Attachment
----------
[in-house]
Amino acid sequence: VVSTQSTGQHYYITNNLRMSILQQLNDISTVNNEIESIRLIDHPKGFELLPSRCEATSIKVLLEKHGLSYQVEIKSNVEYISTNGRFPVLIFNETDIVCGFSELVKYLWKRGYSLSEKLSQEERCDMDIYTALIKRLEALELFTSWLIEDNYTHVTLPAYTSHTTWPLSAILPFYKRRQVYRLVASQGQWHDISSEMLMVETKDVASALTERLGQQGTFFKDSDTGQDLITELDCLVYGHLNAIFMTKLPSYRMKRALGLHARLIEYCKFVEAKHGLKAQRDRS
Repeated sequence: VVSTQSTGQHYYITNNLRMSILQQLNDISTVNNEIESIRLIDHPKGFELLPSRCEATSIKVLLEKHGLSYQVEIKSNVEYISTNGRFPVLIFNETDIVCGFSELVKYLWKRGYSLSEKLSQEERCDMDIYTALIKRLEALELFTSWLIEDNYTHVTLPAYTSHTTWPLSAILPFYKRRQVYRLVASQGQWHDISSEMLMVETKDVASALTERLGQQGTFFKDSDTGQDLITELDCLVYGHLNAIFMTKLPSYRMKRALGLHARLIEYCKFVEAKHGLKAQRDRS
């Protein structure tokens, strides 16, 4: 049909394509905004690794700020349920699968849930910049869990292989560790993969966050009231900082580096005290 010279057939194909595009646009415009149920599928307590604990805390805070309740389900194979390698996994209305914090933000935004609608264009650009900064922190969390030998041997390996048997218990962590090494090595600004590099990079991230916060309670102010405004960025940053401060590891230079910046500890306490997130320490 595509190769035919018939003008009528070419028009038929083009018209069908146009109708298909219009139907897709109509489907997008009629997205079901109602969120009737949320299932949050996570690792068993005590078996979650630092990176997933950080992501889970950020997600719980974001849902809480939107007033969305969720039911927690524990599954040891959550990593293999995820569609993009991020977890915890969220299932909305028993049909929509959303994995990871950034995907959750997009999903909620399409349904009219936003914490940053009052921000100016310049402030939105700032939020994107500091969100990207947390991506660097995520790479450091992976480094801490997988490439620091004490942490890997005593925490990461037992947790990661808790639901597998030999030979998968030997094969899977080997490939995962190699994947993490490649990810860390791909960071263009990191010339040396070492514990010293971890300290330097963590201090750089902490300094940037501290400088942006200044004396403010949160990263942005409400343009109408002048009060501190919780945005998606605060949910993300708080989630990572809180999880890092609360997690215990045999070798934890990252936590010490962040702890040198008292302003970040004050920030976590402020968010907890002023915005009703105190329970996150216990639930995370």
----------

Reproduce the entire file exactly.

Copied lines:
[in-house]
Amino acid sequence: VVSTQSTGQHYYITNNLRMSILQQLNDISTVNNEIESIRLIDHPKGFELLPSRCEATSIKVLLEKHGLSYQVEIKSNVEYISTNGRFPVLIFNETDIVCGFSELVKYLWKRGYSLSEKLSQEERCDMDIYTALIKRLEALELFTSWLIEDNYTHVTLPAYTSHTTWPLSAILPFYKRRQVYRLVASQGQWHDISSEMLMVETKDVASALTERLGQQGTFFKDSDTGQDLITELDCLVYGHLNAIFMTKLPSYRMKRALGLHARLIEYCKFVEAKHGLKAQRDRS
Repeated sequence: VVSTQSTGQHYYITNNLRMSILQQLNDISTVNNEIESIRLIDHPKGFELLPSRCEATSIKVLLEKHGLSYQVEIKSNVEYISTNGRFPVLIFNETDIVCGFSELVKYLWKRGYSLSEKLSQEERCDMDIYTALIKRLEALELFTSWLIEDNYTHVTLPAYTSHTTWPLSAILPFYKRRQVYRLVASQGQWHDISSEMLMVETKDVASALTERLGQQGTFFKDSDTGQDLITELDCLVYGHLNAIFMTKLPSYRMKRALGLHARLIEYCKFVEAKHGLKAQRDRS
């Protein structure tokens, strides 16, 4: 049909394509905004690794700020349920699968849930910049869990292989560790993969966050009231900082580096005290 010279057939194909595009646009415009149920599928307590604990805390805070309740389900194979390698996994209305914090933000935004609608264009650009900064922190969390030998041997390996048997218990962590090494090595600004590099990079991230916060309670102010405004960025940053401060590891230079910046500890306490997130320490 595509190769035919018939003008009528070419028009038929083009018209069908146009109708298909219009139907897709109509489907997008009629997205079901109602969120009737949320299932949050996570690792068993005590078996979650630092990176997933950080992501889970950020997600719980974001849902809480939107007033969305969720039911927690524990599954040891959550990593293999995820569609993009991020977890915890969220299932909305028993049909929509959303994995990871950034995907959750997009999903909620399409349904009219936003914490940053009052921000100016310049402030939105700032939020994107500091969100990207947390991506660097995520790479450091992976480094801490997988490439620091004490942490890997005593925490990461037992947790990661808790639901597998030999030979998968030997094969899977080997490939995962190699994947993490490649990810860390791909960071263009990191010339040396070492514990010293971890300290330097963590201090750089902490300094940037501290400088942006200044004396403010949160990263942005409400343009109408002048009060501190919780945005998606605060949910993300708080989630990572809180999880890092609360997690215990045999070798934890990252936590010490962040702890040198008292302003970040004050920030976590402020968010907890002023915005009703105190329970996150216990639930995370």